Equating liberal opposition to the confirmation of Justice Clarence Thomas to Geraldine's comment about Obama is unfair to both Justice Thomas and Geraldine: Justice Thomas was qualified to be an Associate Justice of the United States Supreme Court and Obama is not qualified to be the one and only President of the United States.

Dinesh: "Obama has so far presented himself as a non-racial, even post-racial, candidate. His reputation as a figure of racial unity has been sullied by his membership in a radical black church where the preacher has been making anti-white diatribes for more than two decades."

Dinesh used Rev. Wright and his church to become an Illinois state senator and a United States Senator and only began distancing himself from Rev. Wright after a campaign adviser told him that it was politically necessary.

Dinesh urged Obama to call for an end to racial preferences "to prove that he can truly help America move toward Martin Lutherís dream of a race-blind society."

That's one way to send the black bloc vote back to the Clintons!

Ironically, in pushing Obama to call for an end to racial preferences to "completely destroy the Ferraro allegation that Obama is at bottom a 'race man' who seeks to advance himself because of his skin color," Dinesh implicitly concurred with Geraldine that Obama does not deserve to be in his current position.

Dinesh: "this would be precisely the kind of bold move that would give Obamaís largely rhetorical campaign some real substance."

NO presidential hopeful deserves to be a finalist for his (or her) party's presidential nomination if he or she has been campaigning for a year and his (or her) party still lacked "some real substance" and Obama would not be if he wasn't half-black and half-white as well as smart, slim and well-spoken.

Michael J. Gaynor

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Biography - Michael J. Gaynor

Michael J. Gaynor has been practicing law in New York since 1973. A former partner at Fulton, Duncombe & Rowe and Gaynor & Bass, he is a solo practitioner admitted to practice in New York state and federal courts and an Association of the Bar of the City of New York member.

Gaynor graduated magna cum laude, with Honors in Social Science, from Hofstra University's New College, and received his J.D. degree from St. John's Law School, where he won the American Jurisprudence Award in Evidence and served as an editor of the Law Review and the St. Thomas More Institute for Legal Research. He wrote on the Pentagon Papers case for the Review and obscenity law for The Catholic Lawyer and edited the Law Review's commentary on significant developments in New York law.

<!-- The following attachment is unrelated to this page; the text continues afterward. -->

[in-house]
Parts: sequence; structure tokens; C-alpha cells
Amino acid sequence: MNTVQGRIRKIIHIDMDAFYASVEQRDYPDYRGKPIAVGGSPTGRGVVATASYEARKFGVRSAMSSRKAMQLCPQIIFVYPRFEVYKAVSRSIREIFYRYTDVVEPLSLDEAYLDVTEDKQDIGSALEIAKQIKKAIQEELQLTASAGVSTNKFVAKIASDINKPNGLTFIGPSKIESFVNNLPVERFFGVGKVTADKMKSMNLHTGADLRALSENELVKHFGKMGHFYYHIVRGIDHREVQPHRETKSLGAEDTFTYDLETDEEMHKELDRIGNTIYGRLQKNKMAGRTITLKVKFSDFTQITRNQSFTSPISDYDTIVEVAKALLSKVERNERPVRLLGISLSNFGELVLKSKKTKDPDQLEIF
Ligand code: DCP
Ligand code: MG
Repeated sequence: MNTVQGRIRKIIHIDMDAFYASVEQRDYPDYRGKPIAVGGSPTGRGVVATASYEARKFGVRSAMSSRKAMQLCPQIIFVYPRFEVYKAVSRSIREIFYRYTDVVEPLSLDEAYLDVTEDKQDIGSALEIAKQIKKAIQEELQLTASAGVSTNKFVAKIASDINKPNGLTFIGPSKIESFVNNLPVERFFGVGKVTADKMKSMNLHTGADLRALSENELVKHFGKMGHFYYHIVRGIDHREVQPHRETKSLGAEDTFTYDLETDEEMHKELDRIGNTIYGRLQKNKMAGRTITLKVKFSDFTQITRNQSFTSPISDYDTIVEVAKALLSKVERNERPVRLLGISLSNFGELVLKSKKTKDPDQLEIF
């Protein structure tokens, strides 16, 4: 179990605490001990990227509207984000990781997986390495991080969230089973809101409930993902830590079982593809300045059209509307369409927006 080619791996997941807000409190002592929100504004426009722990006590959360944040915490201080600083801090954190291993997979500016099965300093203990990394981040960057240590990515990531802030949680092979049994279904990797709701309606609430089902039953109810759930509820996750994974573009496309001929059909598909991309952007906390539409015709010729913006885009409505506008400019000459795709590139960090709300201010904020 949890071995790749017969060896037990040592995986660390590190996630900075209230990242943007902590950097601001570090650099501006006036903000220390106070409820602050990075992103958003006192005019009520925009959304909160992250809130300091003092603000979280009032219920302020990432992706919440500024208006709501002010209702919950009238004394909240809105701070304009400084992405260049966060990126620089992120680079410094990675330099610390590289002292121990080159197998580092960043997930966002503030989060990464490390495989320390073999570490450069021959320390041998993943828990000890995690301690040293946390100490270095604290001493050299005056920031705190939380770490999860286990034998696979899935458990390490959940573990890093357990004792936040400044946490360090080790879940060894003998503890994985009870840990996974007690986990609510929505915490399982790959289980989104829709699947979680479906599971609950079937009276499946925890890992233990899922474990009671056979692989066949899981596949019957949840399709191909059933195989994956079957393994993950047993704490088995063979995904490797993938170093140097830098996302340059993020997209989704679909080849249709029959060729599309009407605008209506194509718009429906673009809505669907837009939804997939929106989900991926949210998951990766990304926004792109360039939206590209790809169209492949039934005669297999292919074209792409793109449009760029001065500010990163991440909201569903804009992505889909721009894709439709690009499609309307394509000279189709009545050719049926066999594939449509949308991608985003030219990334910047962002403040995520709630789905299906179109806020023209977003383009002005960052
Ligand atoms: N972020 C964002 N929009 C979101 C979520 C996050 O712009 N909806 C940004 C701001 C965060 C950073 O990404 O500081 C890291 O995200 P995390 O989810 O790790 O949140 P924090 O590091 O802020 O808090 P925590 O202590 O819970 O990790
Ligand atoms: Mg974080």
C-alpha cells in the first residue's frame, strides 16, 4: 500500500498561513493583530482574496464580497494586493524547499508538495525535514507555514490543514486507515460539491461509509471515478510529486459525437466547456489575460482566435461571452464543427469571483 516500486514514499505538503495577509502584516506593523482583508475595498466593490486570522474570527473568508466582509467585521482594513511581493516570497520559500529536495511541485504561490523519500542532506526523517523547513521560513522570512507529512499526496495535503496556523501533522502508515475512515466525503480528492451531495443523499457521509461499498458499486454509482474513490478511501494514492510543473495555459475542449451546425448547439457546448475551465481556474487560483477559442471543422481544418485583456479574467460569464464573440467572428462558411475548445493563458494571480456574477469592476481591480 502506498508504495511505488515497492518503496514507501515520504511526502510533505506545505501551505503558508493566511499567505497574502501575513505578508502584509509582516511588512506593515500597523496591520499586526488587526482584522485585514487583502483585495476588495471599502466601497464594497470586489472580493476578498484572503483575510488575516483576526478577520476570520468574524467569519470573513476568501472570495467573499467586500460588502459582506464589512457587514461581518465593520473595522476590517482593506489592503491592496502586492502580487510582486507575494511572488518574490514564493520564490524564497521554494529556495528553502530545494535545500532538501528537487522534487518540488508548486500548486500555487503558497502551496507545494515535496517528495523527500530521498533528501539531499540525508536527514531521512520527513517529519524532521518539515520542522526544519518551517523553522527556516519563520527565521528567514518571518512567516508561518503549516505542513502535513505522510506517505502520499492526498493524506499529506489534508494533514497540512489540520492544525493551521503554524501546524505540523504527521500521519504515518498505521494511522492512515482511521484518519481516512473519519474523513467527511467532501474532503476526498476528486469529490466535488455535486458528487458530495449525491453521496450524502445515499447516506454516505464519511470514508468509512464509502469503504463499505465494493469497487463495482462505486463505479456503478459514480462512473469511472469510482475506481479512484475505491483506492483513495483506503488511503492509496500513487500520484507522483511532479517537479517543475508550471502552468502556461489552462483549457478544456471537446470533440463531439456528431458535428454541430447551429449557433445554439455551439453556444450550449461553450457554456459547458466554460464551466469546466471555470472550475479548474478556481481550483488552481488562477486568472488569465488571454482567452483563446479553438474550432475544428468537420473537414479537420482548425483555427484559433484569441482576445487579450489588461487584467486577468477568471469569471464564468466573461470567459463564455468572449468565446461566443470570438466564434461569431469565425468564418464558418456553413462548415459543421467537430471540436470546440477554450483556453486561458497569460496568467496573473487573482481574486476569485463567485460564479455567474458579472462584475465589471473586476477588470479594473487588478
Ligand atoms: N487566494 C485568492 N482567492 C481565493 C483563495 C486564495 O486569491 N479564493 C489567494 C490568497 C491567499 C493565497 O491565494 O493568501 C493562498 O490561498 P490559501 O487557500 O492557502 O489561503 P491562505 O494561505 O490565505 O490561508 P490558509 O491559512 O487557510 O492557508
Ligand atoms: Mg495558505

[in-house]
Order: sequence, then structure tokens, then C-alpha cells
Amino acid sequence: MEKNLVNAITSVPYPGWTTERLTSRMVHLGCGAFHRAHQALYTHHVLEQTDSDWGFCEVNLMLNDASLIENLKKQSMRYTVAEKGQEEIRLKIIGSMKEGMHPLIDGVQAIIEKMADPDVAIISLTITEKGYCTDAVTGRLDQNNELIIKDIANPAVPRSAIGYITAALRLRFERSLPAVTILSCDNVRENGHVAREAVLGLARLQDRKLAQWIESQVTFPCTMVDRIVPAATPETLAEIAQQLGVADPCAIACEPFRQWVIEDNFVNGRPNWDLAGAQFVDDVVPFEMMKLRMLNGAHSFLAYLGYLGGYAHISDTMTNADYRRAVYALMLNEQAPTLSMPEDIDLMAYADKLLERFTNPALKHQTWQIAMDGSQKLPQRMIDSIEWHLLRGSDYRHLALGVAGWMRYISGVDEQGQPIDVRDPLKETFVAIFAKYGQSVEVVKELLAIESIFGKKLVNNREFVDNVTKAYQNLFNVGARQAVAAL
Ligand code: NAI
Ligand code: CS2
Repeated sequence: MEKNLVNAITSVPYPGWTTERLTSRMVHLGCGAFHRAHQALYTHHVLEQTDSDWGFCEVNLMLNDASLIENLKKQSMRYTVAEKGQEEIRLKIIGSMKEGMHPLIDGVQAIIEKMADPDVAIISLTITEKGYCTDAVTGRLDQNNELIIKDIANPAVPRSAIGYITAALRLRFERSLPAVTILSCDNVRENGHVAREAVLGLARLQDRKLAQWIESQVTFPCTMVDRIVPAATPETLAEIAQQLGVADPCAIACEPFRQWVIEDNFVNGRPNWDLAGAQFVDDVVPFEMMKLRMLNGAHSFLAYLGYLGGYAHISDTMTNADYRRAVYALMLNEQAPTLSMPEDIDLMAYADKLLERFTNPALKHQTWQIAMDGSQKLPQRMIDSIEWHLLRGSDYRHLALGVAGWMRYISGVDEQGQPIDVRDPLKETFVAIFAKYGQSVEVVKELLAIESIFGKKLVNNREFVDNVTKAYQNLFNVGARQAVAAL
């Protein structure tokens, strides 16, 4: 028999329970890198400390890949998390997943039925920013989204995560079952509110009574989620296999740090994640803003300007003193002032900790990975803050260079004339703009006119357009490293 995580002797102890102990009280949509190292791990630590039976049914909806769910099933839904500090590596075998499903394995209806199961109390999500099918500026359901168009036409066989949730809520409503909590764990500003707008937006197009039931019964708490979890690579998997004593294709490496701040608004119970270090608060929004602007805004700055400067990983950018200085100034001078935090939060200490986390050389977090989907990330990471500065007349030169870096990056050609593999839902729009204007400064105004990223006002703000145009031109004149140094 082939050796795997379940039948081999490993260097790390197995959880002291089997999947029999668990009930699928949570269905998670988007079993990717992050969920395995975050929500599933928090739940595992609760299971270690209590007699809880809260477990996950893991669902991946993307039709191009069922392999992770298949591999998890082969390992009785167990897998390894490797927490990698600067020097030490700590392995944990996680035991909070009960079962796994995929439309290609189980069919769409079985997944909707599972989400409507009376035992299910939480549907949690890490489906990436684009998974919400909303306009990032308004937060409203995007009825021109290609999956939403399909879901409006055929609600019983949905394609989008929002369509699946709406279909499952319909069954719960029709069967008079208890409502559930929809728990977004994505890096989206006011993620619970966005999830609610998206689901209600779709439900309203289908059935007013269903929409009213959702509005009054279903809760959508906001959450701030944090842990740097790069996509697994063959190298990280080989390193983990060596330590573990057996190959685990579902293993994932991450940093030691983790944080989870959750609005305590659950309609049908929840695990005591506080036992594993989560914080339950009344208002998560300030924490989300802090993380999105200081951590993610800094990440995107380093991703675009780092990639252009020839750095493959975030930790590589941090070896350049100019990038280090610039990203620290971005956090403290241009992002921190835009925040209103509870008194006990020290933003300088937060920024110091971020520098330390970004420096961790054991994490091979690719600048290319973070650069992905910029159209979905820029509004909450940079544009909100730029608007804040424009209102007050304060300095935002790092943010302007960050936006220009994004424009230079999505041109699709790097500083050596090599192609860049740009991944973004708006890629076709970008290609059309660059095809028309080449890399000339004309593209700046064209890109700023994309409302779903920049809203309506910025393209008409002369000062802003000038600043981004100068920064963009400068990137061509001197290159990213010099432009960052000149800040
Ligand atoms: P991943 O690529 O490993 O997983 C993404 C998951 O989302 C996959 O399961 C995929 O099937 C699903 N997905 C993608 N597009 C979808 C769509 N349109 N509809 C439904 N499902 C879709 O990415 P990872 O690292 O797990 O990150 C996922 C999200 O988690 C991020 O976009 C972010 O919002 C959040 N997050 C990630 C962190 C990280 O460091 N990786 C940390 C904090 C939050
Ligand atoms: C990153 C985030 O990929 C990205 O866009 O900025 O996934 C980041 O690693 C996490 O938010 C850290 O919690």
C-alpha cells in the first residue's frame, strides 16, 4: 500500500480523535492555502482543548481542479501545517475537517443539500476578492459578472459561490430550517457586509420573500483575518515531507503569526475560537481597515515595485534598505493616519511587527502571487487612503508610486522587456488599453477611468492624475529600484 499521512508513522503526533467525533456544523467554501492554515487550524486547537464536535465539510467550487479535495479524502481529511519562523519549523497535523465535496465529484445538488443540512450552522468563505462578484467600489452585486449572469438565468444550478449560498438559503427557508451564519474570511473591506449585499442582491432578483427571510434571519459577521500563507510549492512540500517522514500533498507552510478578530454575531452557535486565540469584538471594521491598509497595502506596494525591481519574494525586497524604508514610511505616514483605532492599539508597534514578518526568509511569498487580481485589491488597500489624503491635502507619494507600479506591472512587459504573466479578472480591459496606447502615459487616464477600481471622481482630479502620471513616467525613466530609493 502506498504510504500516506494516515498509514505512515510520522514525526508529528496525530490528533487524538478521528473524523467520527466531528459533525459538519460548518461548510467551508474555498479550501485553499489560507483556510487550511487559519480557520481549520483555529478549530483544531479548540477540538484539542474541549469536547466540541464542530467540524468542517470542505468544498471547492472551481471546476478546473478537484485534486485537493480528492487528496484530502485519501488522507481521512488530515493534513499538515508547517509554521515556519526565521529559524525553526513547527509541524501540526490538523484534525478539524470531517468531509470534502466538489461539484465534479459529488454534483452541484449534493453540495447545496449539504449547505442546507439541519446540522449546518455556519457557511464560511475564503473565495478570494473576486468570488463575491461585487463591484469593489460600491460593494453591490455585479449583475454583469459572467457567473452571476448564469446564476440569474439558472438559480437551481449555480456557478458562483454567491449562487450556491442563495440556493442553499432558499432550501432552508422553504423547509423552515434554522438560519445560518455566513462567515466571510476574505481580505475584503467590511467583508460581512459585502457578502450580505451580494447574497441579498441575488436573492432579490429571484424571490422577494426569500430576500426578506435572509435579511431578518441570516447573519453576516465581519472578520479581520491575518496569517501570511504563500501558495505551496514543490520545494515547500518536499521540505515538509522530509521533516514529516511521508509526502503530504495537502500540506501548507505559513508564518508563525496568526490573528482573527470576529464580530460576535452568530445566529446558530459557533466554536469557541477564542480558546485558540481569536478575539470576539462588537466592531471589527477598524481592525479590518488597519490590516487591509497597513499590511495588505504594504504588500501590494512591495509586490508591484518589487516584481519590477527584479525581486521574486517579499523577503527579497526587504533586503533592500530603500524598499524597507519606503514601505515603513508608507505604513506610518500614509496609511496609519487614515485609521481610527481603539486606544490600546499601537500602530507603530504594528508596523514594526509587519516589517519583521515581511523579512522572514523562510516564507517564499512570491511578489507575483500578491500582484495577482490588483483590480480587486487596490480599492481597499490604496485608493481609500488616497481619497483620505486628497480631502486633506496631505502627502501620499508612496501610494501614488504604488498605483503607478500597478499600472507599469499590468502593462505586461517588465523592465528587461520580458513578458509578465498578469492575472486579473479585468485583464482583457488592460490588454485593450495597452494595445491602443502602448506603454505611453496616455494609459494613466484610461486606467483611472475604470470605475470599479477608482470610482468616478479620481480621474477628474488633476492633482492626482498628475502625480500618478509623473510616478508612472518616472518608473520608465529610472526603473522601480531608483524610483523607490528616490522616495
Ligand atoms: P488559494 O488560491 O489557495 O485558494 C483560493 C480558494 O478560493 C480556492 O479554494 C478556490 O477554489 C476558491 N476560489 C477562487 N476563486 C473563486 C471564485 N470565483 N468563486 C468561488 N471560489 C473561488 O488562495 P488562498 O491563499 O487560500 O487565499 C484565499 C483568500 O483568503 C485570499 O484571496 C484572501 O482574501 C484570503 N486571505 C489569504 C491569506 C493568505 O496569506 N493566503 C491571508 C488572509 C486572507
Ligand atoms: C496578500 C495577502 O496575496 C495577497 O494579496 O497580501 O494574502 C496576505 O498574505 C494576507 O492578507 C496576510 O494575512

The day after graduating, Gaynor joined the Fulton firm, where he focused on litigation and corporate law. In 1997 Gaynor and Emily Bass formed Gaynor & Bass and then conducted a general legal practice, emphasizing litigation, and represented corporations, individuals and a New York City labor union. Notably, Gaynor & Bass prevailed in the Second Circuit in a seminal copyright infringement case, Tasini v. New York Times, against newspaper and magazine publishers and Lexis-Nexis. The U.S. Supreme Court affirmed, 7 to 2, holding that the copyrights of freelance writers had been infringed when their work was put online without permission or compensation.

Gaynor currently contributes regularly to,,, and and has contributed to many other websites. He has written extensively on political and religious issues, notably the Terry Schiavo case, the Duke "no rape" case, ACORN and canon law, and appeared as a guest on television and radio. He was acknowledged in Until Proven Innocent, by Stuart Taylor and KC Johnson, and Culture of Corruption, by Michelle Malkin. He appeared on "Your World With Cavuto" to promote an eBay boycott that he initiated and "The World Over With Raymond Arroyo" (EWTN) to discuss the legal implications of the Schiavo case. On October 22, 2008, Gaynor was the first to report that The New York Times had killed an Obama/ACORN expose on which a Times reporter had been working with ACORN whistleblower Anita MonCrief.

Gaynor's email address is